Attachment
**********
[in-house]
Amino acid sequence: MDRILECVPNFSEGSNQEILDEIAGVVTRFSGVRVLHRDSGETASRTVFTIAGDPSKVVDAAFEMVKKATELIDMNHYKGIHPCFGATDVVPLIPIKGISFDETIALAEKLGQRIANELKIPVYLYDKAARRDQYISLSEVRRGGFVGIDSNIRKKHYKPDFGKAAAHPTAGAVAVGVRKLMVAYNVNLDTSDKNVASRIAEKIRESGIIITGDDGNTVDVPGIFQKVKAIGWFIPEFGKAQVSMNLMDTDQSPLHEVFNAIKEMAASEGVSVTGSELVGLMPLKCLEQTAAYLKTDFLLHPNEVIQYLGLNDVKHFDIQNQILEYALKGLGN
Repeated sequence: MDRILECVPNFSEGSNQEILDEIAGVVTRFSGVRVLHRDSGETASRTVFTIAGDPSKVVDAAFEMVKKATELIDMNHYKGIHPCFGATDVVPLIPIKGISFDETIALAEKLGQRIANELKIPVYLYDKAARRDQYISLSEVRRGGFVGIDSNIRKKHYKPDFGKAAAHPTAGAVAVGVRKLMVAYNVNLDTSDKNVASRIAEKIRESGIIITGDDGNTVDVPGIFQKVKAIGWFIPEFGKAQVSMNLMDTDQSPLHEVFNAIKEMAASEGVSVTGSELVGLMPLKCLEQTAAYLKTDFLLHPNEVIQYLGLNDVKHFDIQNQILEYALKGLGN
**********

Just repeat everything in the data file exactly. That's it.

[in-house]
Amino acid sequence: MDRILECVPNFSEGSNQEILDEIAGVVTRFSGVRVLHRDSGETASRTVFTIAGDPSKVVDAAFEMVKKATELIDMNHYKGIHPCFGATDVVPLIPIKGISFDETIALAEKLGQRIANELKIPVYLYDKAARRDQYISLSEVRRGGFVGIDSNIRKKHYKPDFGKAAAHPTAGAVAVGVRKLMVAYNVNLDTSDKNVASRIAEKIRESGIIITGDDGNTVDVPGIFQKVKAIGWFIPEFGKAQVSMNLMDTDQSPLHEVFNAIKEMAASEGVSVTGSELVGLMPLKCLEQTAAYLKTDFLLHPNEVIQYLGLNDVKHFDIQNQILEYALKGLGN
Repeated sequence: MDRILECVPNFSEGSNQEILDEIAGVVTRFSGVRVLHRDSGETASRTVFTIAGDPSKVVDAAFEMVKKATELIDMNHYKGIHPCFGATDVVPLIPIKGISFDETIALAEKLGQRIANELKIPVYLYDKAARRDQYISLSEVRRGGFVGIDSNIRKKHYKPDFGKAAAHPTAGAVAVGVRKLMVAYNVNLDTSDKNVASRIAEKIRESGIIITGDDGNTVDVPGIFQKVKAIGWFIPEFGKAQVSMNLMDTDQSPLHEVFNAIKEMAASEGVSVTGSELVGLMPLKCLEQTAAYLKTDFLLHPNEVIQYLGLNDVKHFDIQNQILEYALKGLGN